March 22, 2015 Travis Dewitz

Top 10 Guide to Better Railroad Photography


Top 10 Tips to Become a Better Photographer

As photographers, we all have our signature style in how we create a photo. We are artists that have our own way to paint a scene in the way we feel fit. I consider myself more of a scene shooter as I prefer to capture the place in which trains live and roam. Others maybe more documentation oriented or even focused on the smallest of details. There is no wrong or right way, just ways that we prefer over others. I am going to share with you my top 10 ways to improve your photography. Not all of these tips may apply to your style of artistry, but many are universal among all types of photography and lay the foundation for great images.

Number One

You have to immerse yourself in the right environment, and you can only be lucky if you’re there. You need to be trackside if you want to shoot trains. You must be trackside in the type of light and weather that you prefer to take pictures in. I love shooting in the first and last light of day, and it takes dedication for me to do that. I don’t enjoy getting up before the sunrise, but it’s a choice I make and sometimes I am left with disappointment as the train may not come through. That is always a risk that you need to be prepared for, but it makes the times that everything falls into place more meaningful.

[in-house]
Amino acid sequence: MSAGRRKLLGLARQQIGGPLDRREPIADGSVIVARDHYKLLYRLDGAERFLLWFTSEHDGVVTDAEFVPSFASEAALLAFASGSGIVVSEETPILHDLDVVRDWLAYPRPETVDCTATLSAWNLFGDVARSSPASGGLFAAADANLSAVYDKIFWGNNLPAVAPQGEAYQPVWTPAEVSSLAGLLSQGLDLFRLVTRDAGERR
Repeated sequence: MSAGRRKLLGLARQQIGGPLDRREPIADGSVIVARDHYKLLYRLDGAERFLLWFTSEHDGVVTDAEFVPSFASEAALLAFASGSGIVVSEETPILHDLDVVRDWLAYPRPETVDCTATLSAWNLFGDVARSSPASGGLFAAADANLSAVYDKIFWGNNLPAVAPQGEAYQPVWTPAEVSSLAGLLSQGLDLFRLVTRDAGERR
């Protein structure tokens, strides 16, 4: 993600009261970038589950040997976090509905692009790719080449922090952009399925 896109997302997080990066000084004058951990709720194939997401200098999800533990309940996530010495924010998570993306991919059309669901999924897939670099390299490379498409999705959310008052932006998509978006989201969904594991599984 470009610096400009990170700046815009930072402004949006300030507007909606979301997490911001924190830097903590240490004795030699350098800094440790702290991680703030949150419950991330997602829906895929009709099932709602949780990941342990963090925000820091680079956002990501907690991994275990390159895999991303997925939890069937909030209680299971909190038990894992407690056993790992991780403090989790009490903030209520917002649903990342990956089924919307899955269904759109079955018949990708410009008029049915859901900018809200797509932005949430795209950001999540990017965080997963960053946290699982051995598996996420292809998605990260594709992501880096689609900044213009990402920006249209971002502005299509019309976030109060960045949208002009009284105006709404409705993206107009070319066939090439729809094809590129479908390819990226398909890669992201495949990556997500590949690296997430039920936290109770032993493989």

Number Two

Practice; the basic element everyone knows to do, yet fail to master. You need to practice and experiment if you want to grow as a photographer. You should search out places and people that will critique your best images. Only share a couple at a time to photography forums or other photographers whose work you admire. I am speaking bluntly, you need to prepare yourself and accept critiques that you will not always agree with. This part of growing is not only imperative, but vital if you want to move forward as a photographer. Constructive criticism from the best photographers in the field will set you apart in the long run if you take their advice to improve on your craft.

Number Three

Learn basic photography techniques and rules. Rules? Yes, even art has rules that you should follow. I’m not going to list them here but there are many resources that explain these in detail online and in photography books. One example would be the rule of thirds which will help get in the right direction to find the others. I recommend following these rules for a while until you will feel confident in your skillset and even dabble in breaking them when it fits. I can’t tell you when or which rules you can break, but you will learn through time that you can.


Number Four